Everyone assumes the president has the leverage this time because if he does nothing the Bush tax cuts expire and he can propose fresh ones for 98 percent of the country.
But everyone’s forgetting one thing: the debt limit.
Amazingly, no one asked about how it would affect the coming fiscal talks at the president’s press conference Wednesday. But we’re slated to hit the debt ceiling early next year, meaning it will be a central part of the kabuki dance that begins Friday at the White House. So the only way President Obama really has leverage is if he decisively removes the debt ceiling as a source of power for the Republicans.
Recall it was reckless GOP brinksmanship with the debt limit last time (and Obama’s timidity in the face of it) that scared markets, gave us the United States’ first-ever downgrade, and left the president looking weak.
For Obama’s own sake — and for the sake of stable governance for future presidents of either party — the president can’t let the GOP hold the country hostage via the debt ceiling again.
The question is whether Obama has learned from experience and has the stomach now for what’s required. Bob Woodward’s book “The Price of Politics” had some cautionary detail on this question that hasn’t gotten the attention it deserves.
The so-called 14th Amendment option — which Bill Clinton suggested pursuing — was discussed in the Oval Office in July 2011 as the crisis peaked. The amendment reads in part that “the validity of the public debt of the United States, authorized by law . . . shall not be questioned.” Could this let Treasury issue debt beyond the statutory limit? Woodward reports that everyone in the meeting, Obama included, “agreed it would not work. There would be lawsuits. The new bonds would be immediately downgraded. It would be a mess.”
Imagine that. The lawyers had concerns.
Woodward pressed Obama about the matter in a later interview.
“I am not prepared to put the country in a position in which a miscalculation results in default,” the president told Woodward, recalling his sentiment about the 14th Amendment option at the time. “[T]he world financial markets, having already gone through trauma two years earlier, cannot afford to have uncertainty about what the world’s reserve currency and its Treasury notes are worth in this environment.”
Well, neither can world markets afford to have the debt ceiling of the world’s most important economy be a recurring source of blackmail and volatility. Now that the GOP has shown it’s willing to cross that line, it’s a matter of choosing your poison.
The White House attitude last time reminds me of Al Gore’s refusal during the Florida recount to challenge military ballots. Gore said he’d be savaged in the press for such a move and wouldn’t pursue it. I recall thinking that Clinton would have had the exact opposite reaction. “If throwing out some military ballots will help us win, then do it,” Clinton would have said. “I’ll deal with any PR fallout as president.”
This is about presidential will. And a readiness to do what the situation demands.
The president knows he can’t let the precedent established last year become the new normal in budget talks. He knows the debt ceiling is a weird relic that no other country (save Denmark, sort of) possesses. In most nations, the act of the legislature passing a budget simultaneously authorizes its treasury to borrow whatever debt that budget contains. That’s only common sense.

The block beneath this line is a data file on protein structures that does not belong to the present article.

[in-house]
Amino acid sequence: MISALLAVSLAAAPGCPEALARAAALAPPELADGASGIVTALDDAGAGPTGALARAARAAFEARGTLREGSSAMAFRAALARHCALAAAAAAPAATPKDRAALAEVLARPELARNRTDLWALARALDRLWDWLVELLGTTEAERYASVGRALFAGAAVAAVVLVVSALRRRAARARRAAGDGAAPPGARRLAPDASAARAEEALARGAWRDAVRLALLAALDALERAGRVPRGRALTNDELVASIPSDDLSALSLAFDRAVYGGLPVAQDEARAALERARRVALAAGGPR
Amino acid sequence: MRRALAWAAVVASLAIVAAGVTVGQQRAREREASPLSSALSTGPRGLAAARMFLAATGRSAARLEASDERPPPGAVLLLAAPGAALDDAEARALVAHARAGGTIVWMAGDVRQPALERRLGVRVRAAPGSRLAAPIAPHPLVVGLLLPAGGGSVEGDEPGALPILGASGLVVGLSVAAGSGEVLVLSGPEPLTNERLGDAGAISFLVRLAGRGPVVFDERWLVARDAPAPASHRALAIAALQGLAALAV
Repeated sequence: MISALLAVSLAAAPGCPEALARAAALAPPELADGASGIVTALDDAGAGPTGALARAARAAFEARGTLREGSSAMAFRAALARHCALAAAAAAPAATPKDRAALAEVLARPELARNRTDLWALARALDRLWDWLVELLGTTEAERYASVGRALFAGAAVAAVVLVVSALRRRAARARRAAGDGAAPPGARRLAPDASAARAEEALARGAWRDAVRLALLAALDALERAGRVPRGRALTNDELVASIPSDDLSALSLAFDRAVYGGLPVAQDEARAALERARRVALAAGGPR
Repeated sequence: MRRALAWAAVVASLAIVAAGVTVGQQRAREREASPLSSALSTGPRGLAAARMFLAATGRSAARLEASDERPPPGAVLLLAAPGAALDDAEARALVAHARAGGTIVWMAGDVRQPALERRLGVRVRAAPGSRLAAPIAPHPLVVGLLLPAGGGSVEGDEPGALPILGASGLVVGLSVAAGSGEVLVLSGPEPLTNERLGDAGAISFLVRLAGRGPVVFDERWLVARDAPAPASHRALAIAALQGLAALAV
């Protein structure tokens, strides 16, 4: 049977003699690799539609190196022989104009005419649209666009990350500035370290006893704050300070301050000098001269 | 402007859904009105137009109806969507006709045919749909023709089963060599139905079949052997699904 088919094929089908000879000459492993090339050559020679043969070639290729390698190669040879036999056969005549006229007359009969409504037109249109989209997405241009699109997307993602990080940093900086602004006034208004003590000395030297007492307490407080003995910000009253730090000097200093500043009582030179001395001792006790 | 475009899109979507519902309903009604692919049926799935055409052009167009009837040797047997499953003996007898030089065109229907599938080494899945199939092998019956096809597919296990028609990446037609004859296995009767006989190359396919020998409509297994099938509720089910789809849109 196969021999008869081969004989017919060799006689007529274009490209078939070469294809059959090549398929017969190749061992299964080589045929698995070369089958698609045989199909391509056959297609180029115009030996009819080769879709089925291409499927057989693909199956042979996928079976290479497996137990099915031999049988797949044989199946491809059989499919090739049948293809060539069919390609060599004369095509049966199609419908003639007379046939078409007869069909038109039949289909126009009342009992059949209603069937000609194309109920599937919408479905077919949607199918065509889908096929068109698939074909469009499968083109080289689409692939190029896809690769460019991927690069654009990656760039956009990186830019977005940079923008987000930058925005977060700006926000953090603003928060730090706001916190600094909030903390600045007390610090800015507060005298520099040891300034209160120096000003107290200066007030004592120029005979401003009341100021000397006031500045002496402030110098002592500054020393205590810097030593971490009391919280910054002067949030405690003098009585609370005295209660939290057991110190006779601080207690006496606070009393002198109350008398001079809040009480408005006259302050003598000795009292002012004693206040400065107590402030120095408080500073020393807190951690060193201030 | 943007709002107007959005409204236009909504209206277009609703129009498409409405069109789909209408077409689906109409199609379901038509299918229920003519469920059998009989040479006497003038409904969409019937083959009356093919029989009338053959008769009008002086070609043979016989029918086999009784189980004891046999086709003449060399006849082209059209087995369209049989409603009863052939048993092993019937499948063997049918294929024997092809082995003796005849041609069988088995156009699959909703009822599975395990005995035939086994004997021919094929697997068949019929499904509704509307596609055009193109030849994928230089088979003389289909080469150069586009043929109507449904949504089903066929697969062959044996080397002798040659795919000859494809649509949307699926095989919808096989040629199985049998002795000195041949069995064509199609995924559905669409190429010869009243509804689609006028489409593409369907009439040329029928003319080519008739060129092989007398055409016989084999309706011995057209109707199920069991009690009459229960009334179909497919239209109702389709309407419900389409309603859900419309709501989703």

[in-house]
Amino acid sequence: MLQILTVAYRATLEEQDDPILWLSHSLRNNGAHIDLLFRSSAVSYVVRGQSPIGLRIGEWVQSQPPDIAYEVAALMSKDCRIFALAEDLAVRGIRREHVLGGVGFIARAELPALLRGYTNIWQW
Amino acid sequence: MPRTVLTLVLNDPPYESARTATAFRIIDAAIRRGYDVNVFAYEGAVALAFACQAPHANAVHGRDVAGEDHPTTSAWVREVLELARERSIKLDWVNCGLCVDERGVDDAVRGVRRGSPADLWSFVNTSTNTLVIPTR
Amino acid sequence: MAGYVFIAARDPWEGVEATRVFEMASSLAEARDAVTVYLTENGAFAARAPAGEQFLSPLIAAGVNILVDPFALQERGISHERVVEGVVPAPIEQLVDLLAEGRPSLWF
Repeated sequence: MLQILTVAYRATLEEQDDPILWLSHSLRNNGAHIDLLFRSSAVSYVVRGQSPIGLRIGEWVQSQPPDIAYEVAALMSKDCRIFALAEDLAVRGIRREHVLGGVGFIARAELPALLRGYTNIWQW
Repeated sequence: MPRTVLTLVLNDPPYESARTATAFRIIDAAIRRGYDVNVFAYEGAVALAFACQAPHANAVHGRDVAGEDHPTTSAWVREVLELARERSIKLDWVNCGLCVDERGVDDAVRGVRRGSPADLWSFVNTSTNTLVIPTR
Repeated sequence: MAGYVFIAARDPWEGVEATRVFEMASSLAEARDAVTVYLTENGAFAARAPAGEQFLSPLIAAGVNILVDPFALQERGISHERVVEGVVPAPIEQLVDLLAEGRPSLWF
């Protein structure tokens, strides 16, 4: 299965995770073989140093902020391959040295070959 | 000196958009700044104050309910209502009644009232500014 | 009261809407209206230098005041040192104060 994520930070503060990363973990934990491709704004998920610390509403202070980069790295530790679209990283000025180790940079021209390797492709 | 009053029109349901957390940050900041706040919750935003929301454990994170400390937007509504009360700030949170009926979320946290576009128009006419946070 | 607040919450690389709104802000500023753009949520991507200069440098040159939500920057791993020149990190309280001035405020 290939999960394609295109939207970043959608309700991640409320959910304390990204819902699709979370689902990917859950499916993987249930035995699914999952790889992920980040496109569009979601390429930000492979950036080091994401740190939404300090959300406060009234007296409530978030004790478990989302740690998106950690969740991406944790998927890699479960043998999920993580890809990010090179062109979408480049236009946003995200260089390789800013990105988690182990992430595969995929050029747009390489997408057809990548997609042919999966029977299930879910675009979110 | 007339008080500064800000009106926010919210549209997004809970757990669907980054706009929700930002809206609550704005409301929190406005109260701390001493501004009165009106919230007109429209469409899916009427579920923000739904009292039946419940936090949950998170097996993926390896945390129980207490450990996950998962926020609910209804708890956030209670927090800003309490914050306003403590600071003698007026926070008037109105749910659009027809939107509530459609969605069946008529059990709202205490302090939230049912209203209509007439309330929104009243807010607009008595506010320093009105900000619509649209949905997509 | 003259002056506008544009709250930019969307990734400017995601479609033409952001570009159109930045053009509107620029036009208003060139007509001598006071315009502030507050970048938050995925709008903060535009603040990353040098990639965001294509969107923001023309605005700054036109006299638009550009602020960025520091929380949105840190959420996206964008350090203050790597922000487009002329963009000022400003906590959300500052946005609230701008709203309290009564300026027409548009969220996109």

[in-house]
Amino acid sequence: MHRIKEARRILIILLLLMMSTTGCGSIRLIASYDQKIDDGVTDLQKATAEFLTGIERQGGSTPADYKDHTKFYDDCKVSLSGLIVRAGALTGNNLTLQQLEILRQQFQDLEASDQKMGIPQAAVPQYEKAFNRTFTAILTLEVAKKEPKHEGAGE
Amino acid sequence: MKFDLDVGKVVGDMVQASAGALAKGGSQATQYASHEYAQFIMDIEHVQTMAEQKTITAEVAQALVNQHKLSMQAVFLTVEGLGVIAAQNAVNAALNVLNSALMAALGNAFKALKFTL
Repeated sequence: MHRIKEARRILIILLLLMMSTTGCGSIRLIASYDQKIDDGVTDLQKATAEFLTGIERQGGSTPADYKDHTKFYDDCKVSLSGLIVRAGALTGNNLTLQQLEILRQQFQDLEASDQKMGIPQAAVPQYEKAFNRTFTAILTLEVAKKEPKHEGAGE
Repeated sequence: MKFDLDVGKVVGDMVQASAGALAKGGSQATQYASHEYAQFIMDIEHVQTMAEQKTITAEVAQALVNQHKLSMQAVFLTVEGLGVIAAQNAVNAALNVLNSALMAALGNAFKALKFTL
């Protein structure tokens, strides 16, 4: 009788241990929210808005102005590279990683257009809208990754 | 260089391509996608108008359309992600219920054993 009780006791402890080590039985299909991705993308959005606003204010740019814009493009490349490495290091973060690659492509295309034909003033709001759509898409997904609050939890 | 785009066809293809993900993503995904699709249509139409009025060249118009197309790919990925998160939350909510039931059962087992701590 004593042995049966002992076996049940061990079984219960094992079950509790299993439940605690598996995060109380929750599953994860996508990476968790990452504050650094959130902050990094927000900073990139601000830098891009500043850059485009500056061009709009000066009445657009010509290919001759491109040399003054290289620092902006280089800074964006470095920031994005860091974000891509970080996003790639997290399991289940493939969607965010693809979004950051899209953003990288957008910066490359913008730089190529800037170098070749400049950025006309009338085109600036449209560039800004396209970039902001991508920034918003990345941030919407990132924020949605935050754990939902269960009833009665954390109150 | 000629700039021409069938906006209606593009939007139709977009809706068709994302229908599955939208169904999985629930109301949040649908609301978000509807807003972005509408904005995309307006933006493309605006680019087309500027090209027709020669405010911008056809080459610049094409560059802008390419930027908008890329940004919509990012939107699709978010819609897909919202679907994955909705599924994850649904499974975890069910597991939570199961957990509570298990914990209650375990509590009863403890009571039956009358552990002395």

If Ben Bernanke can press the limits of legal authority to save the economy, and Obama himself can press these limits to approve a “hit list” for drones, then defanging the debt ceiling should be child’s play by comparison.
It’s a Reagan air traffic controller moment. The country can’t be held hostage by unreasonable people. The public will be with Obama once he explains.
Here are two ways the president can proceed.
The first — call it the Clinton approach — would be to announce (in a major speech) that the debt limit is an unconstitutional anachronism that, when combined with proven GOP recklessness, poses unacceptable risks to every American. Obama would say that by executive action he’s declaring it inoperative. And if Mitch McConnell and John Boehner don’t like it, he’ll see them in court.
What I think of as “the LBJ option” is cheekier. Obama would inform the Republican negotiators — as early as Friday, or in another meeting soon — that he won’t allow a repeat of their debt-ceiling blackmail. He’d say we’re all going to lock arms, go outside now and tell the press that we won’t rattle markets this way, so everyone can be assured.
Then when they’re in front of the cameras, Obama would say that to avoid spooking markets, and to do so in the most bipartisan way possible, congressional leaders have agreed to raise the debt limit immediately by $5.7 trillion dollars — the amount of debt added over the next decade by Rep. Paul Ryan’s budget passed by the House last year. “Mitch, John, you’re with me on raising the limit for now just by what it takes to accommodate the debt every Republican has already voted to add, yes?”
I’m sure the White House can cook up variations on these themes, but you get the point.
Time to remove the fiscal appendix, Mr. President. For sane governance to live, the debt limit must die.
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